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The Return of Sherlock Holmes

USA 1987
produced by
Nick Gillott, Bob Shayne (supervising) for CBS
directed by Kevin Connor
starring Margaret Colin, Michael Pennington, Barry Morse, Olivier Pierre, Lila Kaye, Ray Jewers, Shane Rimmer, Nicholas Guest, Sheila Brand, Daniel Benzali, Connie Booth, William Hootkins, Paul Maxwell, Miles Richardson, Tony Steedman, Sneh Gupta, Nancy Paul, Ricco Ross, John Sterland, Howard Swinson, Hubert Tucker, Debora Weston
written by Bob Shayne, based on characters by Arthur Conan Doyle, music by Ken Thorne

TV pilot
Sherlock Holmes

review by
Mike Haberfelner

Jane Watson (Margaret Colin), descendant of the famed Doctor Watson, is running a detective agency in LA these days - and rather badly so, as she's in deep debt. So she decides to sell her family's estate in the UK - when she finds a cryogenically frozen Sherlock Holmes (Michael Pennington) in the basement of said place, thaws him, cures him from the bulbonic plague administered by one of his enemies back in the day (which is why he froze himself to wait until a cure is found), and takes him with her to the USA. Once there, it doesn't take them long to be involved knee deep in an investigation, as Violet Morstan (Connie Booth) hires them to investigate the murder of her father (Barry Morse). Soon Holmes and Watson find out that he and three others (that drop like flies over the course of this movie) were FBI agents who were involved in the payment of ransom money, but apparently replaced the actual money with forged bills. The FBI gets interested in the case of course, and they send their agent Tobias Gregory (Nicholas Guest) to shadow Holmes and Watson, first by romancing Watson and offering bits of help, but once his cover's blown, the FBI gets involved officially. After the usual to and fro, it turns out the killer of Marston ... was actually Marston himself who killed an attacker and burned him beyond recognition, then his colleagues in the ransom case, to get his hands on the ransom money they kept hidden until things blew over all for himself. Of course thanks to Holmes he's apprehended.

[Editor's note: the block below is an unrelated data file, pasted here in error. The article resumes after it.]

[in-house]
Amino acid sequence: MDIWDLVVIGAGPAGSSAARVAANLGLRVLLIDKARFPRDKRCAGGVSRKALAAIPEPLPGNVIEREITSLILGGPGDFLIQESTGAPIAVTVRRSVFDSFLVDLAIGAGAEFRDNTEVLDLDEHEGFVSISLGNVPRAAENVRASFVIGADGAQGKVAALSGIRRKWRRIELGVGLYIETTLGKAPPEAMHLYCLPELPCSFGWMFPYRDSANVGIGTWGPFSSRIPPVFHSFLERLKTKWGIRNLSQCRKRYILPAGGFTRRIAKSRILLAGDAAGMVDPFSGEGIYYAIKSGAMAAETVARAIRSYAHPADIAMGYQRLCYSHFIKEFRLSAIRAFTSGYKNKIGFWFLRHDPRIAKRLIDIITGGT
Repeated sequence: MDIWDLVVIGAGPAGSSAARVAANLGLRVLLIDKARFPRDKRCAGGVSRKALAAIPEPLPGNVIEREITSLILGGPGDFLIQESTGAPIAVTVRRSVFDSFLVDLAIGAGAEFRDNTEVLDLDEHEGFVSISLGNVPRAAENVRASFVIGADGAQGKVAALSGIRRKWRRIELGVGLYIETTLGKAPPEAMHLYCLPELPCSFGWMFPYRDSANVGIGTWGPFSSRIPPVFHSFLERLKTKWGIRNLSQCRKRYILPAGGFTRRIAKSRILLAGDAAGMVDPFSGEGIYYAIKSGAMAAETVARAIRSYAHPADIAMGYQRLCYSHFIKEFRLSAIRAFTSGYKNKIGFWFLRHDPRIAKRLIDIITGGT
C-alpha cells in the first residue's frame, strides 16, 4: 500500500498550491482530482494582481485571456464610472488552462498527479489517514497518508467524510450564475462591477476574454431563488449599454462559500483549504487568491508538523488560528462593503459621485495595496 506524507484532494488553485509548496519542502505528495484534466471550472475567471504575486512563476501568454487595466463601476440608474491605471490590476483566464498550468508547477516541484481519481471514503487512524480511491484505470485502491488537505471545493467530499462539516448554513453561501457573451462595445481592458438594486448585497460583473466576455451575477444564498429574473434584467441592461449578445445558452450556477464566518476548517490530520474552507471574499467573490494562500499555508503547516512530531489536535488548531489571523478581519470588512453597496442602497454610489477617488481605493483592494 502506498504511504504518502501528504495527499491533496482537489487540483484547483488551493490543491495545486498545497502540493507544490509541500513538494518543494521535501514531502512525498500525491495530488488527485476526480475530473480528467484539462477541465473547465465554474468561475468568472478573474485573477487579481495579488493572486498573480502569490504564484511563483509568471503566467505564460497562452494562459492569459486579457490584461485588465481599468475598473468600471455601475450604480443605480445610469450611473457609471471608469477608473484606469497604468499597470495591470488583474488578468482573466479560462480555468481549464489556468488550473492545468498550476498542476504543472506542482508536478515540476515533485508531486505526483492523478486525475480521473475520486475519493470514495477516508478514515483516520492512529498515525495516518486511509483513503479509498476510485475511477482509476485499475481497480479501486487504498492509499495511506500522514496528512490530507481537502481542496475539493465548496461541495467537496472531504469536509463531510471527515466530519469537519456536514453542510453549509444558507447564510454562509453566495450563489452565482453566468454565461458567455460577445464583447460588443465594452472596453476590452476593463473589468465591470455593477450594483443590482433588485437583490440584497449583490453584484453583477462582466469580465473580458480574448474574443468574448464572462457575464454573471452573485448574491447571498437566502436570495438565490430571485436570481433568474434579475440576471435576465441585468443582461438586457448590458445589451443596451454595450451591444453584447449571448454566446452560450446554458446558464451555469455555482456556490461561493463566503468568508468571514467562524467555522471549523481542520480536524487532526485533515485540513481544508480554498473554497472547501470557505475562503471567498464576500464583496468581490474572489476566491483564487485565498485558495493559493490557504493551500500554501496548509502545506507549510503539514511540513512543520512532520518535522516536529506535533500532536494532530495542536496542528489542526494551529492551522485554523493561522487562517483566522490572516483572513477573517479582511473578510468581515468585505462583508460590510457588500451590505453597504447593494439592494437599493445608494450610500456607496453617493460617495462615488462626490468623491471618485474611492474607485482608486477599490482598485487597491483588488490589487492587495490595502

Now transporting Sherlock Holmes into the 1980s might not be too original an idea but it makes for some good laughs at least. But aside from that, this movie is a disappointingly routine TV thriller, with all the usual characters and plottwists you'd expect from a story like this, and even if the resolution is a bit of a surprise, one could have guessed it if one invested enough interest into the on-screen goings-on. Frankly, it's easy to see why this one wasn't picked up for a series.


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review © by Mike Haberfelner


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Robots and rats,
demons and potholes,
cuddly toys and
shopping mall Santas,
love and death and everything in between,
Tales to Chill
Your Bones to

is all of that.


Tales to Chill
Your Bones to
a collection of short stories and mini-plays
ranging from the horrific to the darkly humourous,
from the post-apocalyptic
to the weirdly romantic,
tales that will give you a chill and maybe a chuckle, all thought up by
the twisted mind of
screenwriter and film reviewer
Michael Haberfelner.


Tales to Chill
Your Bones to

the new anthology by
Michael Haberfelner


Out now from




On the same day
a Burglar wants to kill you
and your Ex wants
to make up ...
... and for the life of it,
you can't decide


A Killer Conversation

produced by and starring
Melanie Denholme
directed by
David V.G. Davies
written by
Michael Haberfelner
Ryan Hunter and
Rudy Barrow

out now on DVD